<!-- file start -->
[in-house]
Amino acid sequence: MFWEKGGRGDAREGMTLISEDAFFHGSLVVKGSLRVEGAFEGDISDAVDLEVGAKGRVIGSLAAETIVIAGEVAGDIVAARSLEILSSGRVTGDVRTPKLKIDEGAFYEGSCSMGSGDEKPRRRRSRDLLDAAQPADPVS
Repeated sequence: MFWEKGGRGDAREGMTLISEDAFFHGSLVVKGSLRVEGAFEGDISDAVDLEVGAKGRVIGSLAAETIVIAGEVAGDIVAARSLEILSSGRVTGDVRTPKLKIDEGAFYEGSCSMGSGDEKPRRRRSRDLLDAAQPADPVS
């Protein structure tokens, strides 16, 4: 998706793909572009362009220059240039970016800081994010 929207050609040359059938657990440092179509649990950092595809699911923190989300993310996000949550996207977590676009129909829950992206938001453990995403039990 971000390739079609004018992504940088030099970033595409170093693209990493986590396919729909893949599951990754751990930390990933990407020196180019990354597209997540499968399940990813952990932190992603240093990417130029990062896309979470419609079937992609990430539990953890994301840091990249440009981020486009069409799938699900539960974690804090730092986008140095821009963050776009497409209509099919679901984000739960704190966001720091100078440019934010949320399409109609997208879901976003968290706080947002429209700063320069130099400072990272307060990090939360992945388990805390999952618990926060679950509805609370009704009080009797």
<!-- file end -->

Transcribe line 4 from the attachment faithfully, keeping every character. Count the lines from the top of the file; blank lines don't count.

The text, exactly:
């Protein structure tokens, strides 16, 4: 998706793909572009362009220059240039970016800081994010 929207050609040359059938657990440092179509649990950092595809699911923190989300993310996000949550996207977590676009129909829950992206938001453990995403039990 971000390739079609004018992504940088030099970033595409170093693209990493986590396919729909893949599951990754751990930390990933990407020196180019990354597209997540499968399940990813952990932190992603240093990417130029990062896309979470419609079937992609990430539990953890994301840091990249440009981020486009069409799938699900539960974690804090730092986008140095821009963050776009497409209509099919679901984000739960704190966001720091100078440019934010949320399409109609997208879901976003968290706080947002429209700063320069130099400072990272307060990090939360992945388990805390999952618990926060679950509805609370009704009080009797």